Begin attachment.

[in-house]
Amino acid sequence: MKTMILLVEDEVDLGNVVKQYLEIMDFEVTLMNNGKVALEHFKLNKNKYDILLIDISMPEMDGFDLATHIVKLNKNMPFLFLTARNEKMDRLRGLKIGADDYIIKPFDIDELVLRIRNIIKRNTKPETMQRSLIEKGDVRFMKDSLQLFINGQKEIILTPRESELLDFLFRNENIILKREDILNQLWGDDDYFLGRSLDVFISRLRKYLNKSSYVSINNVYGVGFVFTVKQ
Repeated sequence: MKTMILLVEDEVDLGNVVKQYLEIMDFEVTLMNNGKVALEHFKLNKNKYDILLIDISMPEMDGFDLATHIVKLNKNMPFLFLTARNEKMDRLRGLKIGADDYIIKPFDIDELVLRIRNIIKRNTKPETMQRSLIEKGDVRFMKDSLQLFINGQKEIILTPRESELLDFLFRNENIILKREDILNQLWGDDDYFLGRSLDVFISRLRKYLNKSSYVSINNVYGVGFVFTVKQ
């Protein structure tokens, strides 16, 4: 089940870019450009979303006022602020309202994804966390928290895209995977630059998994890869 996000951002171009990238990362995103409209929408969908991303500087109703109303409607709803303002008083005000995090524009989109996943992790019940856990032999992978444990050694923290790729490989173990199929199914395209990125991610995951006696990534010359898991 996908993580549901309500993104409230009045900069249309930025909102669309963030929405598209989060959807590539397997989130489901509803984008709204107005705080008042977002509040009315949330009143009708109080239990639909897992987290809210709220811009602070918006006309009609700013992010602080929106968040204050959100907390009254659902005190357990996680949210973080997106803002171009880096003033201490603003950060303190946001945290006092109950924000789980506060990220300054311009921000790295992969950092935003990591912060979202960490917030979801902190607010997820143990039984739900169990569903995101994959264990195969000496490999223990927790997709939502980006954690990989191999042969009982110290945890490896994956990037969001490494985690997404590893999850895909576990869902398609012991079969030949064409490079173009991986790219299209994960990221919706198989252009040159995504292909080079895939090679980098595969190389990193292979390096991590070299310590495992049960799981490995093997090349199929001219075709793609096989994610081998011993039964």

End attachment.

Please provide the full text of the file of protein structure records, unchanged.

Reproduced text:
[in-house]
Amino acid sequence: MKTMILLVEDEVDLGNVVKQYLEIMDFEVTLMNNGKVALEHFKLNKNKYDILLIDISMPEMDGFDLATHIVKLNKNMPFLFLTARNEKMDRLRGLKIGADDYIIKPFDIDELVLRIRNIIKRNTKPETMQRSLIEKGDVRFMKDSLQLFINGQKEIILTPRESELLDFLFRNENIILKREDILNQLWGDDDYFLGRSLDVFISRLRKYLNKSSYVSINNVYGVGFVFTVKQ
Repeated sequence: MKTMILLVEDEVDLGNVVKQYLEIMDFEVTLMNNGKVALEHFKLNKNKYDILLIDISMPEMDGFDLATHIVKLNKNMPFLFLTARNEKMDRLRGLKIGADDYIIKPFDIDELVLRIRNIIKRNTKPETMQRSLIEKGDVRFMKDSLQLFINGQKEIILTPRESELLDFLFRNENIILKREDILNQLWGDDDYFLGRSLDVFISRLRKYLNKSSYVSINNVYGVGFVFTVKQ
């Protein structure tokens, strides 16, 4: 089940870019450009979303006022602020309202994804966390928290895209995977630059998994890869 996000951002171009990238990362995103409209929408969908991303500087109703109303409607709803303002008083005000995090524009989109996943992790019940856990032999992978444990050694923290790729490989173990199929199914395209990125991610995951006696990534010359898991 996908993580549901309500993104409230009045900069249309930025909102669309963030929405598209989060959807590539397997989130489901509803984008709204107005705080008042977002509040009315949330009143009708109080239990639909897992987290809210709220811009602070918006006309009609700013992010602080929106968040204050959100907390009254659902005190357990996680949210973080997106803002171009880096003033201490603003950060303190946001945290006092109950924000789980506060990220300054311009921000790295992969950092935003990591912060979202960490917030979801902190607010997820143990039984739900169990569903995101994959264990195969000496490999223990927790997709939502980006954690990989191999042969009982110290945890490896994956990037969001490494985690997404590893999850895909576990869902398609012991079969030949064409490079173009991986790219299209994960990221919706198989252009040159995504292909080079895939090679980098595969190389990193292979390096991590070299310590495992049960799981490995093997090349199929001219075709793609096989994610081998011993039964």